Most nuclear war and fallout cautionary guides were designed to shock and scare. Yet there was also a kind of terrible beauty attached to the images that they provoked. The threat of total vaporization disturbed many a good night’s sleep. But not all of the scores of brochures designed to give the illusion that our lives are savable were tabloid style. Some, like Fallout Protection: What to Know and Do About Nuclear Attack, issued by the U.S. Department of Defense, had a soothing modernist design aura. It treated the theme in a comparatively sane way without the sensationalist melodrama, and was based on this preparedness manual.
Nonetheless, given what we know today, only a fool could believe any semblance of life would be worth living after major thermonuclear attacks. Phrasing like this has a wishful thinking ring:
Initial recovery begins when local shelter occupants are able to leave their shelters for short periods. There is no way to set a specific time when it will be safe for the entire population to leave shelter, since radiation levels will vary, depending upon the attack pattern and winds prevailing at the time of attack. Therefore, local government emergency operations centers will usually advise shelter managers about emerging from shelters.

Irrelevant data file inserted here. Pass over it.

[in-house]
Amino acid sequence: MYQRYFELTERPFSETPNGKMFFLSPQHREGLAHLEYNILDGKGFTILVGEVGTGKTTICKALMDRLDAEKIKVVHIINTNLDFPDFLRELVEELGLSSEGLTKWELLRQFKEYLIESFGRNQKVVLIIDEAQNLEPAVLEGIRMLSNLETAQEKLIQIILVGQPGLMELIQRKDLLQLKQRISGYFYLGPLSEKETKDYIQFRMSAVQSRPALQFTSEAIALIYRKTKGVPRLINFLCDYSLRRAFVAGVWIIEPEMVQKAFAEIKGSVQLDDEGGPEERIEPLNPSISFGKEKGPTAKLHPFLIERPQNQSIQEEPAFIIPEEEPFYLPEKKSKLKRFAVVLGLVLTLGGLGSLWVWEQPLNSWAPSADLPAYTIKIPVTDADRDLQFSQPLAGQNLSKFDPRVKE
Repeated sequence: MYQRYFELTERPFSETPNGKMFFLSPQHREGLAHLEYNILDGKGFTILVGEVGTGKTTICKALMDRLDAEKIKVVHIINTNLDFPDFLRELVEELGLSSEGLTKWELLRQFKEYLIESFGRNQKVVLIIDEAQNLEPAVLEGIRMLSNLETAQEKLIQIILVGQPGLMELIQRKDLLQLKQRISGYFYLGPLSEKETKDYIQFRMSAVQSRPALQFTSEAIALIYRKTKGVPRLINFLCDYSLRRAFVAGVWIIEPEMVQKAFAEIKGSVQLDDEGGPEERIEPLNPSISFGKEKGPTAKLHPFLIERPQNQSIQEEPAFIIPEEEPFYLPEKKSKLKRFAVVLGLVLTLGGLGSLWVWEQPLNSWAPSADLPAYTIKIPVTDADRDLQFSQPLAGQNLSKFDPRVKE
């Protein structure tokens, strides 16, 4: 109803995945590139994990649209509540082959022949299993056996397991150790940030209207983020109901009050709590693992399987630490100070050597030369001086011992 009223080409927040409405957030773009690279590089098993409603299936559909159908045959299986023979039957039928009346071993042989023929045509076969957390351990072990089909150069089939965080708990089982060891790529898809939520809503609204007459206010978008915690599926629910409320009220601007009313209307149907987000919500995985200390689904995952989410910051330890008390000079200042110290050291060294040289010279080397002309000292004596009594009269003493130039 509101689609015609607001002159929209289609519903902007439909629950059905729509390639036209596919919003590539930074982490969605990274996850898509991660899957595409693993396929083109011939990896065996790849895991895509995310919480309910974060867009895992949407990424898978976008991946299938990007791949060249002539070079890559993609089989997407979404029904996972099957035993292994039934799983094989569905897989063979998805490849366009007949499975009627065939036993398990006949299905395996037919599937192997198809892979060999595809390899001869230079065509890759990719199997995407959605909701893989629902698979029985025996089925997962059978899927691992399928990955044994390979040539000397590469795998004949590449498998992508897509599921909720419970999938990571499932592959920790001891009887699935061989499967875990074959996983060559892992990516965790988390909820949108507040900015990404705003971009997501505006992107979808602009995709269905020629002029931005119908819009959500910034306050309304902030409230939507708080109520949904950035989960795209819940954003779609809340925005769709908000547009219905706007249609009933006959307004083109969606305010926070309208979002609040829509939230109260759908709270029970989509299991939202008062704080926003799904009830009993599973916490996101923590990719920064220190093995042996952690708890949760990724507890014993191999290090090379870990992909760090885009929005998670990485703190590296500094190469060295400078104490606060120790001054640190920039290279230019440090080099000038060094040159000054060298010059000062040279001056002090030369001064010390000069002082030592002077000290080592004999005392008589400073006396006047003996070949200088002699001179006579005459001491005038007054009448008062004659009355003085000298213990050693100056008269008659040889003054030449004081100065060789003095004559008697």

Even when occupants are able to leave their shelters during the day, they may have to return to the shelters to sleep and eat. Their homes may have been destroyed or seriously damaged. Dangerous radioactive “hot spots” may make it advisable to spend several hours behind shielding each day. These conditions could last for a considerable time. The shelter may, therefore, have to serve as a welfare center or as temporary housing for some occupants for several additional weeks or months.
Print’s Regional Design Annual 2015: Enter Today!
The 2015 Regional Design Annual is open. Don’t miss your chance to have your work reviewed by the best minds in design today and to be spotlighted in our most popular issue of the year—the industry’s most prestigious and well-respected annual.